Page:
Reversal of Common Variable Hypogammaglobulinemia-Associated Suppressor Cell Activity by Specific Carbohydrates
Patients with common variable hypogammaglobulinemia (CVH) often have circulating suppressor cells that profoundly inhibit normal immunoglobulin (Ig) production in vitro. We have examined the nature of signals operating in the interaction between CVH-associated suppressor cells and their targets, and explored the possibility that lectin-like receptor molecules and their specific sugars might contribute to the specificity of these interactions. When D-mannose was added to suppressed cocultures of normal PWM-activated mononuclear cells and patient T cells a significant enhancement of Ig production was observed. N-acetyl-D-glucosamine had a similar enhancing effect when added to suppressed cocultures of normal mononuclear cells and patient non-T cells. Since D-mannose and N-acetyl-D-glucosamine did not enhance Ig production by normal cells when cultured alone, these sugars were interfering with the process of suppression. In contrast, a number of other saccharides had no effect on suppression. These results suggest that selected saccharides may represent critical components in the cellular receptors involved in suppressor cell interactions.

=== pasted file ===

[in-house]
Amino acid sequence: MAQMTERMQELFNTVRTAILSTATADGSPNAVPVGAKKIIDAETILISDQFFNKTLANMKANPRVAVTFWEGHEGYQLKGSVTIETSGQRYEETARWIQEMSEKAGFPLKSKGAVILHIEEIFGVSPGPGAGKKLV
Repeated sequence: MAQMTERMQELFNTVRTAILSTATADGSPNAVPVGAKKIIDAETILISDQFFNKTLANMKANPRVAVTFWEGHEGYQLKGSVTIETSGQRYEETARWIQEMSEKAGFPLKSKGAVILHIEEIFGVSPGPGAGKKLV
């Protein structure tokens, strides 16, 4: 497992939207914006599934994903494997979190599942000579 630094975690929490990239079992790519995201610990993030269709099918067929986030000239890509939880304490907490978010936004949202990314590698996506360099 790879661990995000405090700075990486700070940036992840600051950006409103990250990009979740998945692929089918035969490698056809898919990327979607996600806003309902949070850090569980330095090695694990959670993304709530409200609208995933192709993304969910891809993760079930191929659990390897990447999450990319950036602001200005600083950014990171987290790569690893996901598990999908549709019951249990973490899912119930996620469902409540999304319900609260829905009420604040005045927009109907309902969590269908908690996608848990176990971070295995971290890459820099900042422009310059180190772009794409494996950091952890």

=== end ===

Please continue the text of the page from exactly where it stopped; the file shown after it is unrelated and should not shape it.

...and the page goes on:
KeywordsSuppressor Cell Infectious Mononucleosis Suppressor Cell Activity Cell Surface Carbohydrate Cell Mediate Suppression
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